1. Hi, Nancy!
      VoiceThread is web-based, so you can add links to Blackboard or any other learning management system. We can also fully integrate with Blackboard, so VoiceThread could appear as a tool in one of your Blackboard drop-down menus.
      We do have a free trial account which allows you to create 5 VoiceThreads so you can see how it works for yourself. If you decide you’d like to upgrade to a full license and have access to the other features, you can check here:

      Full Blackboard integration is possible with a site license.

      Thanks for the kind words and let us know if you have any additional questions!

  3. Hi Nancy,

    We are hoping to be able to intergrate Voicethread into our Blackboard, just like a mashup. I have no control over that, but I believe the idea is floating. I got my license from our program, as we use Voicethread in all of our online classes. I do think most other programs use Web-Ex, and I was originally trained on Web-Ex. Of course, you can do Web-Ex (we used to use Wimba) with regular classes.

    I think everyone will end up with their particular preference, and I shouldn’t speak for my entire program at Temple, but I will say that many of us in IH see Voicethread as a great thing. In my mind, it makes life easier for the online student and instructor. I also like how I can do the powerpoints: I was never a fan for using a straight video, and I like to have fun with the drawing tool, plus I like that students can immediately comment on it, instead of writing a comment. It makes it more immediate.

    I do know that you can embed your Voicethread into your assignment folder, so that students can go straight to it from BB. I create groups on Voicethread, so students immediately get into the link and do their work. Some students prefer creating their own voicethreads, and if the assignment allows for it (the one above did not), I think that is great as they are going deeper into the technology. Only good comes from that. Students feel so much better when they can say that they didn’t just learn _____________ in the class, but now they can operate software. Some end up using it for presentations in other classes; I’ve had the same situation with Mindmeister.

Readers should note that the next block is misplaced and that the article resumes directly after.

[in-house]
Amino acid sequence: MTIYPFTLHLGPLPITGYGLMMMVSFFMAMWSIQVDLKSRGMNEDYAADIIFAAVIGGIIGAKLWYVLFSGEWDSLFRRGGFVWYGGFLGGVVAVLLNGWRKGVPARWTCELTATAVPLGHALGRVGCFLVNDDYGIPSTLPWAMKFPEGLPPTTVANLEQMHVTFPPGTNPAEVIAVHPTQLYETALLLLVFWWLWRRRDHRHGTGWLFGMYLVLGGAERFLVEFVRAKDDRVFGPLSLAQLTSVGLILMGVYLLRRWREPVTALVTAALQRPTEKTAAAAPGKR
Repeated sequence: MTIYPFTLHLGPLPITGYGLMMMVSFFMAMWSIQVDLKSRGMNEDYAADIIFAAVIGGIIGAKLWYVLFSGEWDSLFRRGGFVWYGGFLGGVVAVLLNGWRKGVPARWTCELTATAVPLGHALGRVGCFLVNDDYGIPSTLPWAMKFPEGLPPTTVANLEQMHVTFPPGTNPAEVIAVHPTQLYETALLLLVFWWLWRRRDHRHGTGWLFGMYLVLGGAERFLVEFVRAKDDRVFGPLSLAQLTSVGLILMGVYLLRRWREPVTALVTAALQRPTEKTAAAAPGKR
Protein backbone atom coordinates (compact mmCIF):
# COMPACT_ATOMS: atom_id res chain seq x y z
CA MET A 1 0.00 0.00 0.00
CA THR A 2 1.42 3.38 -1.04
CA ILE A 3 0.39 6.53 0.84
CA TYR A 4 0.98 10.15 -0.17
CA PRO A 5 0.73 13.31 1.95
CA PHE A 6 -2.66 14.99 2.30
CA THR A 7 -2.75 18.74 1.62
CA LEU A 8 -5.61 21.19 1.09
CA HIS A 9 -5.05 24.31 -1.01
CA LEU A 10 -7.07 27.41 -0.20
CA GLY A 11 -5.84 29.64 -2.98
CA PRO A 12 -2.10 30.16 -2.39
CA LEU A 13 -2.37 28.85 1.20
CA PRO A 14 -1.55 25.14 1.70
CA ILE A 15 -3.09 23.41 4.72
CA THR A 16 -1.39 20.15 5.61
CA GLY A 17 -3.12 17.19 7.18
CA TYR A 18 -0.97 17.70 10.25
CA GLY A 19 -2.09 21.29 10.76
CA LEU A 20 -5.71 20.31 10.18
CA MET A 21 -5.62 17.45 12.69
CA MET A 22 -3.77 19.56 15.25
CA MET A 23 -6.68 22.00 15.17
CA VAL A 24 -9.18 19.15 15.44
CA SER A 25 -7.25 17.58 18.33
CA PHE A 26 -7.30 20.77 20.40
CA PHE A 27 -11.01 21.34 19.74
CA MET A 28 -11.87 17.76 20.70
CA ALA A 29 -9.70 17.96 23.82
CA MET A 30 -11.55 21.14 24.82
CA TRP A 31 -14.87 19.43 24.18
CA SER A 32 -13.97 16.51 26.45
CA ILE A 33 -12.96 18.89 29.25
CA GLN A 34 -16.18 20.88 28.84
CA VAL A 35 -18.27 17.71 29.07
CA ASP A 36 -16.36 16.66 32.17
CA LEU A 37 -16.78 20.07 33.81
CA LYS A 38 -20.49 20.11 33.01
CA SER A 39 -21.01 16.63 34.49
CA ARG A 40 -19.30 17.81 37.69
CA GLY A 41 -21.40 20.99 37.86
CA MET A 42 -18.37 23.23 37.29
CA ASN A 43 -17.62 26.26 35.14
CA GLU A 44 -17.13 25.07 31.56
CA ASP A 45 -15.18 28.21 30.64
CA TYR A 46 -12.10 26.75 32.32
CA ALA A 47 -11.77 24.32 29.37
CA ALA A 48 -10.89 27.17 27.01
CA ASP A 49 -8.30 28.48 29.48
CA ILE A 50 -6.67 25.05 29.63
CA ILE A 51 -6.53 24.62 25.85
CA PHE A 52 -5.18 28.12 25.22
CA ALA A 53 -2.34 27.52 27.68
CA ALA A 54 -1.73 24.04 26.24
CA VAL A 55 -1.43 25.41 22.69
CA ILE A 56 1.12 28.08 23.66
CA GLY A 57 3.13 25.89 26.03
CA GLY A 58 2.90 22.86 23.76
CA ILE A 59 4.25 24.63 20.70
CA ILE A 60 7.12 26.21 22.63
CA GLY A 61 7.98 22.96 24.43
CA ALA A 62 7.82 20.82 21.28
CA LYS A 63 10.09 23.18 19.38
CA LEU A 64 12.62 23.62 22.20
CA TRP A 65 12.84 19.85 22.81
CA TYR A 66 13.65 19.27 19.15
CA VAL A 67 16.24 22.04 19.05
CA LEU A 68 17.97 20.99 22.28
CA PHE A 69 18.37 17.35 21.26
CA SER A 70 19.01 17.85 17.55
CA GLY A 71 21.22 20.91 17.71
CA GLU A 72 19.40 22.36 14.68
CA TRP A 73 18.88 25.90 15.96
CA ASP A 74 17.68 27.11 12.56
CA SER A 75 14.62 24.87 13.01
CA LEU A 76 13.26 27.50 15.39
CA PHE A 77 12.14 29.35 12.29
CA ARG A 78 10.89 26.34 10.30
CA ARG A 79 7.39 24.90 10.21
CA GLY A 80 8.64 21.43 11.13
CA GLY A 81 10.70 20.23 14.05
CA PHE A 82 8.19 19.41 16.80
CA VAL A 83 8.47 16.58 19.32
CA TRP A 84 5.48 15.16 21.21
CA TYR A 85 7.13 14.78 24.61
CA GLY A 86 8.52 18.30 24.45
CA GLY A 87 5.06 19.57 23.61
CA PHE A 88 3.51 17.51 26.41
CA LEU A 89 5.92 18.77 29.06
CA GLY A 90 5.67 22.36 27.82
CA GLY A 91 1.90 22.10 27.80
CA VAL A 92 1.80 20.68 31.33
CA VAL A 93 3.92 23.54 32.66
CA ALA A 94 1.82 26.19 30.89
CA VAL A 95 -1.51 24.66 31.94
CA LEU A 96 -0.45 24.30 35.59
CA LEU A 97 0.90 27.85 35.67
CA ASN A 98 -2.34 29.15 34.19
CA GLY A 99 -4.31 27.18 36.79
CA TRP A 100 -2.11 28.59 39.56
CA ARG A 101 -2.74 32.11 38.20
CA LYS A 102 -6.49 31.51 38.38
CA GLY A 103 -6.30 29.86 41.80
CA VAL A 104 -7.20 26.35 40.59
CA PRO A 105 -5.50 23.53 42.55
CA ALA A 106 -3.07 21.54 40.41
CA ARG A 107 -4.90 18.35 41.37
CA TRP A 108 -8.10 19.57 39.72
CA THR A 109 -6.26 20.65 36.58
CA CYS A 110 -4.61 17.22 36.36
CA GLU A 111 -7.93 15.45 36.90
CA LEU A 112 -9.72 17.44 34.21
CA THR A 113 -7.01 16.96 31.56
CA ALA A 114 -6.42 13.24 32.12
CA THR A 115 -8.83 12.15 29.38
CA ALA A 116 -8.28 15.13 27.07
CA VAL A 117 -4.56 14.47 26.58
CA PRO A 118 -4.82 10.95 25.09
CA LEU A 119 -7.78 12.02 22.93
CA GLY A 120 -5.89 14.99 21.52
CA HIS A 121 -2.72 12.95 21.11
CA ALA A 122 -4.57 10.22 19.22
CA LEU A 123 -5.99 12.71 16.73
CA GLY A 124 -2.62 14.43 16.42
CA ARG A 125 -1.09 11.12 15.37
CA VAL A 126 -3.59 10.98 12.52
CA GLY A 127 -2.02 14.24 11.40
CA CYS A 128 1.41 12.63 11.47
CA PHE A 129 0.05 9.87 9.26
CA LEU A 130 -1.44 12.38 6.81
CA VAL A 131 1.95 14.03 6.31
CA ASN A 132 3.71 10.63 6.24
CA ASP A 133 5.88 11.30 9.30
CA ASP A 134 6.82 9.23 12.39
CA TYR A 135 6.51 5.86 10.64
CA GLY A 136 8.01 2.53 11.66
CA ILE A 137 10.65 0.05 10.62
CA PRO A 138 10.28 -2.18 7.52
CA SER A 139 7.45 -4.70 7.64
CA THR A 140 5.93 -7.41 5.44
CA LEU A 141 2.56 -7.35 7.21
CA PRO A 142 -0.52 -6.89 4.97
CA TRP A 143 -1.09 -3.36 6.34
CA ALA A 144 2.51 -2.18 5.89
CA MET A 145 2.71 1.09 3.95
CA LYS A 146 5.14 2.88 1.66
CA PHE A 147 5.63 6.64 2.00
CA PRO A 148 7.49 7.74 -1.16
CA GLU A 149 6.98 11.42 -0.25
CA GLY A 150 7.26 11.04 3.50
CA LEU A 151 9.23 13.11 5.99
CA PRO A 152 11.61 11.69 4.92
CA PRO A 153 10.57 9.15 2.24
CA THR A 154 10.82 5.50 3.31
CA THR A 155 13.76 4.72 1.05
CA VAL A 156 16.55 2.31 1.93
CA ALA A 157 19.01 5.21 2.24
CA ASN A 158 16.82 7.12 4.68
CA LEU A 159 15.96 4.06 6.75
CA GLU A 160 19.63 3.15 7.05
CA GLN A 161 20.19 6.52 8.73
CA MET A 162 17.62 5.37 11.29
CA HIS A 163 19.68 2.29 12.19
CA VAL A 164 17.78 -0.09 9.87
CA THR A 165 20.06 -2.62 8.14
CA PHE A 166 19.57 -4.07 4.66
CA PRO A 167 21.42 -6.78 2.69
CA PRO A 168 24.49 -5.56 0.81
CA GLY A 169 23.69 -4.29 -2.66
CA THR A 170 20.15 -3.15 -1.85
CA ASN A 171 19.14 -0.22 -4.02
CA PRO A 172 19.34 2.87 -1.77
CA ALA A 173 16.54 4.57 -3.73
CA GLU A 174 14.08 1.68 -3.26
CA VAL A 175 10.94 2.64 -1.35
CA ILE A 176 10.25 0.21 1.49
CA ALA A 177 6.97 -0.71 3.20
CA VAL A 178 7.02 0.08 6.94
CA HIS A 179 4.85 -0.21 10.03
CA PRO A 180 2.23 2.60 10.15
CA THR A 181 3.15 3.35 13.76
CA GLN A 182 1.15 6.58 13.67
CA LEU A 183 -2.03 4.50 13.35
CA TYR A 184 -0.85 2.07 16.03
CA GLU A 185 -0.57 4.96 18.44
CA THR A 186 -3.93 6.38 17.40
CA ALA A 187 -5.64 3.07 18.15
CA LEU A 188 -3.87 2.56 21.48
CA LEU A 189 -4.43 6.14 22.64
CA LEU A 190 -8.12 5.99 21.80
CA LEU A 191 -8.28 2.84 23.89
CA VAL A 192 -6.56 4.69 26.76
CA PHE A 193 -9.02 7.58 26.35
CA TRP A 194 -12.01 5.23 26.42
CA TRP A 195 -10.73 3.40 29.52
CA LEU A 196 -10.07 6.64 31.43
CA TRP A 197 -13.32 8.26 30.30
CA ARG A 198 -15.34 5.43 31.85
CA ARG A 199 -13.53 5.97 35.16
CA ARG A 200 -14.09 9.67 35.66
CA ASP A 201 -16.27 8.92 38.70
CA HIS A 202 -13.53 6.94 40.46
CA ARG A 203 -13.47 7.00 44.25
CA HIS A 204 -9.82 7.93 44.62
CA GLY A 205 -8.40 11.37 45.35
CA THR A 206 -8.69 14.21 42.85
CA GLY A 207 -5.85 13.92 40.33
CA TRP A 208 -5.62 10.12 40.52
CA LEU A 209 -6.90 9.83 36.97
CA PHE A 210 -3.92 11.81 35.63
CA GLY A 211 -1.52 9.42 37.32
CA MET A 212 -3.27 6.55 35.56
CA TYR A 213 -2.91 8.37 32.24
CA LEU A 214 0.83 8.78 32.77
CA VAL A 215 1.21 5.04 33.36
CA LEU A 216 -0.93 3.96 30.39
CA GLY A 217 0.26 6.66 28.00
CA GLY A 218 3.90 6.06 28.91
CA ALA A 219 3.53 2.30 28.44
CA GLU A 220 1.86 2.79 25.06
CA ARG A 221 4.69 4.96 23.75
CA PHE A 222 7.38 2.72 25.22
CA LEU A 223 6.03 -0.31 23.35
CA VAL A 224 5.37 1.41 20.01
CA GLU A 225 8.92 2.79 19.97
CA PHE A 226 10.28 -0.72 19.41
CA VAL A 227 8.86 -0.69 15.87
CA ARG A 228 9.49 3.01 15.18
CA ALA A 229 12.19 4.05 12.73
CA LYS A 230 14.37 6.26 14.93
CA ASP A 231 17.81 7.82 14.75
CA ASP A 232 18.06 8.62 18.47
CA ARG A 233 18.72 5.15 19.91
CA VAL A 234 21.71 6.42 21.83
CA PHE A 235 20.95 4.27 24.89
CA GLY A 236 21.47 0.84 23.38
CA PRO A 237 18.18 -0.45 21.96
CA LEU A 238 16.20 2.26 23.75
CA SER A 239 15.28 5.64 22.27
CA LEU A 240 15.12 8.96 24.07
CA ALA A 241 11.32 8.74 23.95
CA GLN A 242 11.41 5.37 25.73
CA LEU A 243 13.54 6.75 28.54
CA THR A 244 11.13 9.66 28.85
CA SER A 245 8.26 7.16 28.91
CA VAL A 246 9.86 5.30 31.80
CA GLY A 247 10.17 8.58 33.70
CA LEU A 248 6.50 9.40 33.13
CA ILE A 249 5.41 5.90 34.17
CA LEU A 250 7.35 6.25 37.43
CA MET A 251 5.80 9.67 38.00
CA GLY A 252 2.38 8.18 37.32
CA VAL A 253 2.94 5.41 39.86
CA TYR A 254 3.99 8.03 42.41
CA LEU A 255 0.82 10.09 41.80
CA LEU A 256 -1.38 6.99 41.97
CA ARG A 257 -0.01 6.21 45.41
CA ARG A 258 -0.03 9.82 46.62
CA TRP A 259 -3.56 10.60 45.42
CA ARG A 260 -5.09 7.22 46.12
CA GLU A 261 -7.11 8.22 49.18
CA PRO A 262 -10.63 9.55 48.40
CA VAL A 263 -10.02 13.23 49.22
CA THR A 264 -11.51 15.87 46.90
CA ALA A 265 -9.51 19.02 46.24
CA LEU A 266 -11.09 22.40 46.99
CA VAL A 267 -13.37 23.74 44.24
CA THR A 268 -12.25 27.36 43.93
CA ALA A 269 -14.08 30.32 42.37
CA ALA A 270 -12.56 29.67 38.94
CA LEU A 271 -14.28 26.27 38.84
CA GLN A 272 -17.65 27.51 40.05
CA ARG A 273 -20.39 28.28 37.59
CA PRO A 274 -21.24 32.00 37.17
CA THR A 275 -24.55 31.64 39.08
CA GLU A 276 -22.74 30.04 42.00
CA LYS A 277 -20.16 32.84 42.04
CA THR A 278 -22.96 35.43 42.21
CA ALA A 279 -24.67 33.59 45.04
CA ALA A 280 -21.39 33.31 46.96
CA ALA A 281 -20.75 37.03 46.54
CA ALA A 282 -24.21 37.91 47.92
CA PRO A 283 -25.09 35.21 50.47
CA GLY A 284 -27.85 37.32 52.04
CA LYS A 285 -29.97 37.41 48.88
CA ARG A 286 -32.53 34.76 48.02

You can connect with me on the Google site that George linked to my name. If there are any larger questions, I can direct them to my coordinators, who know far more than I do.

  4. Online education is such a dynamic field educators in the field must be open to new and ever more powerful tools to not only keep students accountable but involved and learning. Susan does a great job showcasing aspects of VT which meets those needs. The ability to add video and audio comments directly onto lecture videos is fantastic. I think it should be noted that technology cannot replace good teaching, but rather addresses the problem of bringing good teaching to learners outside of the traditional educational system. I think Susan did a great job in demonstrating her ability to use this program to achieve this goal. In other words, online learning cannot replicate the in-class experience, but VT does a great job creating a system where students and instructors can interact and learn from great educators.